An last minute injected story.
Create a chocolate logo for Bill Gate's who is coming to dinner with Steve.
Note four piece Windows logo in chocolate.



Inspiration for the second sprint's story came from the Apple Fruit Logo but it was Rob (a true Product Owner) that made this suggestion his own.  He created a complete back story for inviting Steve Jobs to the company's offices and needed a center piece for the dinner.  Using a typical picture of Apple's logo he described the user story of creating the center piece.  The fruit salad center pieces above are the pure creation of the teams.  Only Rob had seen the inspirational photo of the Fruit Logo (below).


Inspiration photo:  Apple Fruit Logo
No one was a chef, but I did divide the group into teams with a technique that put the experienced cooks on different teams.  In this domain there were lots of chiefs in the kitchen, the team dynamics to get the tasks done exposed the group to many team building moments of Tuckman's model (forming, storming, norming, preforming).


Release Planning for Fruit Salad

Pictures of various fruits.

Team affinity estimates the work effort for each type of fruit.
Effort includes:  fruit is clean; fruit is selected; bad spot removed; sliced into bite size pieces.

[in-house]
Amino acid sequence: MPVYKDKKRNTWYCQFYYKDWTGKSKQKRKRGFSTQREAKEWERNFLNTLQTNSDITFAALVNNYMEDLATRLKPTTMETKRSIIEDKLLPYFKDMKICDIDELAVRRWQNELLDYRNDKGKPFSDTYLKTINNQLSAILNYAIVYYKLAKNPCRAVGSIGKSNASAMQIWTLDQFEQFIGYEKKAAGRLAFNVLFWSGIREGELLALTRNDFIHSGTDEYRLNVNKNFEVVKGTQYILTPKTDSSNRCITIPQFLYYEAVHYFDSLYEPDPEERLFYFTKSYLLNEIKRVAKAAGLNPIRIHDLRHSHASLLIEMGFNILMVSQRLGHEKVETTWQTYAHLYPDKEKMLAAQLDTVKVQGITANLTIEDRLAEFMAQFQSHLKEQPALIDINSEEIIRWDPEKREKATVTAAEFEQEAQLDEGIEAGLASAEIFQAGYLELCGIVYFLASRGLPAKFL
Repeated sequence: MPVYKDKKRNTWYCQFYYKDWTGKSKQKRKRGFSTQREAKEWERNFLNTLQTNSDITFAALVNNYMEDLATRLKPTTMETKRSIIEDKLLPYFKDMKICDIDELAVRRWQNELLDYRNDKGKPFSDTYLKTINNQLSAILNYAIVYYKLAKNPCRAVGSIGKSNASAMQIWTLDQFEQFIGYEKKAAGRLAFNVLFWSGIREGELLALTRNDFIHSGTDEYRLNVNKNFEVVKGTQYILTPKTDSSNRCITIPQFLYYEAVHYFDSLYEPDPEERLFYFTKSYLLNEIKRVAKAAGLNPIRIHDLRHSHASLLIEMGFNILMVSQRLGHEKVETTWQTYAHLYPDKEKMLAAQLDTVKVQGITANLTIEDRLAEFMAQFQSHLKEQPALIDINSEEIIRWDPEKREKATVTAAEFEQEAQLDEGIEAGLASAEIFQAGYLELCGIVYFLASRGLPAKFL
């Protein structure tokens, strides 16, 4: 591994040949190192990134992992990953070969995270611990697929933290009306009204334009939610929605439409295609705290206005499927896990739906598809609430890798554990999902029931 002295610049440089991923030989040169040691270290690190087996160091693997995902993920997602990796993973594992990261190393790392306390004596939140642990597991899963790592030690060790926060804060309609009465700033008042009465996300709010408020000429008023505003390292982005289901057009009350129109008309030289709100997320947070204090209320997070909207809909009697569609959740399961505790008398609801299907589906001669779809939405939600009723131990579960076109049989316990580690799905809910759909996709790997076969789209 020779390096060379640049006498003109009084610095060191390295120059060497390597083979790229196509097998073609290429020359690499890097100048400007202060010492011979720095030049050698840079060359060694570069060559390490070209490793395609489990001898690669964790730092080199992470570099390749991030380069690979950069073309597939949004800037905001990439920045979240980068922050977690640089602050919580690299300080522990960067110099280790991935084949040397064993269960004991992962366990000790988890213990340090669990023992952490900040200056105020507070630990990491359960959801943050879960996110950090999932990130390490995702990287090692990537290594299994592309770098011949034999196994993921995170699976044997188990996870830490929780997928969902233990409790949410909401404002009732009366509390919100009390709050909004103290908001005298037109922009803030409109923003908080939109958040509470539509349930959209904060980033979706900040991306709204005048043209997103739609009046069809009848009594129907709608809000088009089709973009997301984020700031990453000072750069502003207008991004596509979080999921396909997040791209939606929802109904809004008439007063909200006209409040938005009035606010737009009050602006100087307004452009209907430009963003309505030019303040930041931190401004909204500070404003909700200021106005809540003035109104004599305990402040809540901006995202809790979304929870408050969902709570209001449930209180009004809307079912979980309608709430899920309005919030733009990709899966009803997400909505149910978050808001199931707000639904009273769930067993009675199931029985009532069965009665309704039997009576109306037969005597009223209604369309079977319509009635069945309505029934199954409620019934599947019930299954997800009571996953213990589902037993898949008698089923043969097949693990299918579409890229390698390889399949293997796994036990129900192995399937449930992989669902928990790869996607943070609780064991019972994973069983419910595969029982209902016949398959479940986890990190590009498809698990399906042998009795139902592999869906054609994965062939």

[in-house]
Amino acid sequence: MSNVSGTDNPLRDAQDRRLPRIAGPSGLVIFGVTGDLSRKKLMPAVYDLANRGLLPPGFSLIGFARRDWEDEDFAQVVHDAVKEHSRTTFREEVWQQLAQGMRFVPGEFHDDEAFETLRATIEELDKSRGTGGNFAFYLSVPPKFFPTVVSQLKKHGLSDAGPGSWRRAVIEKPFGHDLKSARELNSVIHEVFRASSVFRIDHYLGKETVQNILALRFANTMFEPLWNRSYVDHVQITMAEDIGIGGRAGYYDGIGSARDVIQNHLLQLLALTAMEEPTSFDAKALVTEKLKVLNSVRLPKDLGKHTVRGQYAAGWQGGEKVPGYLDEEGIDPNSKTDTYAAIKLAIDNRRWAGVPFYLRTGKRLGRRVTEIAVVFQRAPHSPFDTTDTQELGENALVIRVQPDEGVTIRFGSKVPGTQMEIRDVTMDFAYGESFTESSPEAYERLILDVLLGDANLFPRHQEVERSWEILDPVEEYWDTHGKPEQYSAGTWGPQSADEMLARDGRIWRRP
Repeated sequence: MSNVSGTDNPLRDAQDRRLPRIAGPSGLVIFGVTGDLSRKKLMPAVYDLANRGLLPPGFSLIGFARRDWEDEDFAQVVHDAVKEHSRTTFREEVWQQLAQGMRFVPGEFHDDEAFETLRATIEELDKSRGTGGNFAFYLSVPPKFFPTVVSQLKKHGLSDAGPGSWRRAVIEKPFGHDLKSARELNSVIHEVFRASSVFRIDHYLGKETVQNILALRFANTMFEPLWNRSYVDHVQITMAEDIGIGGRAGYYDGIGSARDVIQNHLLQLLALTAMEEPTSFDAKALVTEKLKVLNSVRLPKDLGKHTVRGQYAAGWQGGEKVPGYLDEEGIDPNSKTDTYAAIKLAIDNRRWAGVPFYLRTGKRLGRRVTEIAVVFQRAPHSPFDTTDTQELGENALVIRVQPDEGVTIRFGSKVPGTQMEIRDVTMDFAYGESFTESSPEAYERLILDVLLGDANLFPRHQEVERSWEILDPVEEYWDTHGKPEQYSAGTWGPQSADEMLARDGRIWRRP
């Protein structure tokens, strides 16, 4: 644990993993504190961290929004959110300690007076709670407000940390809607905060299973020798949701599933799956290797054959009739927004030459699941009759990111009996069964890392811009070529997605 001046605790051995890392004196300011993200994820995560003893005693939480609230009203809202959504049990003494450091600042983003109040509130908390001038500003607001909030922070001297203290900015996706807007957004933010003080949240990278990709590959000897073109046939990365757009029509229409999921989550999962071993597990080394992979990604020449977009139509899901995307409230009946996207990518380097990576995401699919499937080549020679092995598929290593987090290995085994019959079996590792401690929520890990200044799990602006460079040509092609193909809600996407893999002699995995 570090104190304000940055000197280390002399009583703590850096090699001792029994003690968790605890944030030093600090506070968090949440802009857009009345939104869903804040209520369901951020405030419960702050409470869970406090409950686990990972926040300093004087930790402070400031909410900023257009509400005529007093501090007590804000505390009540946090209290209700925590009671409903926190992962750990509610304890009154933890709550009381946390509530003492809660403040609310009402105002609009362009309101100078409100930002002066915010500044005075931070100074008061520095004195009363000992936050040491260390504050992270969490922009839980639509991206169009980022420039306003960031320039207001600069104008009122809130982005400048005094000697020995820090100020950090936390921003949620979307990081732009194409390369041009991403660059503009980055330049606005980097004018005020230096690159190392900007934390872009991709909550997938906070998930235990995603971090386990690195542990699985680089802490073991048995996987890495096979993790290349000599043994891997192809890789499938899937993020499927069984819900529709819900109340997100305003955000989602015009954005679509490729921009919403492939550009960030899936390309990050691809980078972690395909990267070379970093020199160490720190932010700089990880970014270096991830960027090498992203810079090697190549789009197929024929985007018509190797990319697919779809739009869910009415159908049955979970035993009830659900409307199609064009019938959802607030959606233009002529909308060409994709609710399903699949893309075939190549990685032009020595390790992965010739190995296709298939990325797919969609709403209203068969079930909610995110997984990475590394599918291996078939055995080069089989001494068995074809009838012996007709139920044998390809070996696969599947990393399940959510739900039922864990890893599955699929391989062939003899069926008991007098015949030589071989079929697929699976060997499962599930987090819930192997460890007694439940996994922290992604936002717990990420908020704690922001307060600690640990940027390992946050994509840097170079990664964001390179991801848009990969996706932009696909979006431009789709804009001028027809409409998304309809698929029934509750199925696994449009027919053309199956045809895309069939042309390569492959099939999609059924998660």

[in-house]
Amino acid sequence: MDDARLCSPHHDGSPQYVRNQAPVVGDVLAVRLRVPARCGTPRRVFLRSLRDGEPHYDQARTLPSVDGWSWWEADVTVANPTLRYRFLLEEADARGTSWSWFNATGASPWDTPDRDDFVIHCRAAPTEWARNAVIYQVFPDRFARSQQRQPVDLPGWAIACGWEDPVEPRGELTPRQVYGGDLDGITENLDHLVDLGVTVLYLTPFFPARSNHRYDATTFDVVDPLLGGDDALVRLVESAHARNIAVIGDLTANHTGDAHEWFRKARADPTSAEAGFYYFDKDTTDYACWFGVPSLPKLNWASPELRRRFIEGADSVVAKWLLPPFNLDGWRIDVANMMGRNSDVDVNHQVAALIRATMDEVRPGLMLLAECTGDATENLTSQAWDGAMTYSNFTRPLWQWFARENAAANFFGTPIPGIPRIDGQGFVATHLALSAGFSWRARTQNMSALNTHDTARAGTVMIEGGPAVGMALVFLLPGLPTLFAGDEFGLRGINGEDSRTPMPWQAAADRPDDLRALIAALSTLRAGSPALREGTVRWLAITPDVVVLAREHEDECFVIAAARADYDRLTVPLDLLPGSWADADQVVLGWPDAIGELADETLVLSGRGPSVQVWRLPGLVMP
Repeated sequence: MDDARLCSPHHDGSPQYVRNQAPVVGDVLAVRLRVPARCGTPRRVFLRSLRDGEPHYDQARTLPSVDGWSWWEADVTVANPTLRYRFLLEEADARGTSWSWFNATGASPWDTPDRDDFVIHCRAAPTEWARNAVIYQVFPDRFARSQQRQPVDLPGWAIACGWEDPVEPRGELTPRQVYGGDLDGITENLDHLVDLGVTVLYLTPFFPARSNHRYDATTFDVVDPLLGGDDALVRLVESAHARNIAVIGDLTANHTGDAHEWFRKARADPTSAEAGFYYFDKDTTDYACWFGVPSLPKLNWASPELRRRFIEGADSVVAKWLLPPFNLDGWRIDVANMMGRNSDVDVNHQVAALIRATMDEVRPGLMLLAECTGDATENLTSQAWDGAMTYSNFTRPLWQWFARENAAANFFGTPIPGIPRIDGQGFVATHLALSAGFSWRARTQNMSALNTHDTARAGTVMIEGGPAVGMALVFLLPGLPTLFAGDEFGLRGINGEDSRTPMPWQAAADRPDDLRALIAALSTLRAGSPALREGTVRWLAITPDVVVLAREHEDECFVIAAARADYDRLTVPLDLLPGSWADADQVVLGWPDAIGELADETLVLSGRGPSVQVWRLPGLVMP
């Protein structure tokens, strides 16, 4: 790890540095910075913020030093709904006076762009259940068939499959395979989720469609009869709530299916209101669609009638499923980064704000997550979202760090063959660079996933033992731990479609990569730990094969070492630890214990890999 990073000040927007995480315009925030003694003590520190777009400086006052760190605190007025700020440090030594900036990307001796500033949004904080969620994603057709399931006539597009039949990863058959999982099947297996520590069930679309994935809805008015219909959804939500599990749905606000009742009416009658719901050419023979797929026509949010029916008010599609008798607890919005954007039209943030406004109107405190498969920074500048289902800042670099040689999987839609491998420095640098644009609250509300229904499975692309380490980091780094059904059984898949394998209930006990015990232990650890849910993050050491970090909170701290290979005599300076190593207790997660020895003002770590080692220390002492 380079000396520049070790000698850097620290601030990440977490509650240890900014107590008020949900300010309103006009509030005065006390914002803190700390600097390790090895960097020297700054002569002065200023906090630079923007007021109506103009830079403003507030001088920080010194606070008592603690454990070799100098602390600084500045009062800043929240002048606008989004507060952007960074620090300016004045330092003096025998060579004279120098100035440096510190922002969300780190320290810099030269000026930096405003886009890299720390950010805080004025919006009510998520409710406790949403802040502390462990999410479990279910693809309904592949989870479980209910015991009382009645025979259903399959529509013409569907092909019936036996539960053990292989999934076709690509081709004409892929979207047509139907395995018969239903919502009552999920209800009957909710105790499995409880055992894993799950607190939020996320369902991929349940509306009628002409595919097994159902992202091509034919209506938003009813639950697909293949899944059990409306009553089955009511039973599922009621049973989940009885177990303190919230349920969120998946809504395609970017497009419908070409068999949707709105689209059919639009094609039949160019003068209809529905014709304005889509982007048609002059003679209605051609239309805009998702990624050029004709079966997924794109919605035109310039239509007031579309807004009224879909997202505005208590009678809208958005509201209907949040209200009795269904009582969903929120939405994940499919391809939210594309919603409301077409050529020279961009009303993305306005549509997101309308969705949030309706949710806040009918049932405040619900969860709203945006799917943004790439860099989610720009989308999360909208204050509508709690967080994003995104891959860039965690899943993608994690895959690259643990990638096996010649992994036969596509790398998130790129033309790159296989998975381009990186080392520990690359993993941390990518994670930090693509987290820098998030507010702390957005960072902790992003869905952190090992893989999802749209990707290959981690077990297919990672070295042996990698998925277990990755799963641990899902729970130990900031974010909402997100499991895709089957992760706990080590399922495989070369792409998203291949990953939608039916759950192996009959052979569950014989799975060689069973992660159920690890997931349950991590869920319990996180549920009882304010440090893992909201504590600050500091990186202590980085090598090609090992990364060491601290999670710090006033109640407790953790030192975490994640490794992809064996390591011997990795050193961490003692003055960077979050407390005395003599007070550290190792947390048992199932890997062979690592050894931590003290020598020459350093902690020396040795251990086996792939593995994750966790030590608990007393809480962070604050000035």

Dialogue on the Definition of Done for a Fruit Salad Sprint.

Split group into multiple teams of 3 - 5 people each.

Introduction to Set Development
Organization needs guarantee of high quality best of breed product.
Selects multiple teams to perform dual development
Collaborates to refine best ideas, and selects one to produce.

Schedule
Release Plan - 30 minutes to size each fruit.

Introduction to Simulation - Planning:  20 minutes

Sprint 1:  30 minutes  (each sim-day: Standup 2 min.; Work time 7 min;  Night 1 min)
Release One Review:  10 minutes

Sprint 2:  30 minutes (each sim-day: Standup 2 min.; Work time 7 min;  Night 1 min)
Release Two Review:  10 minutes

Debrief simulation: 20 minutes.

Working Agreements
Don’t waste Food  (each sprint is independent and complete - no carry over)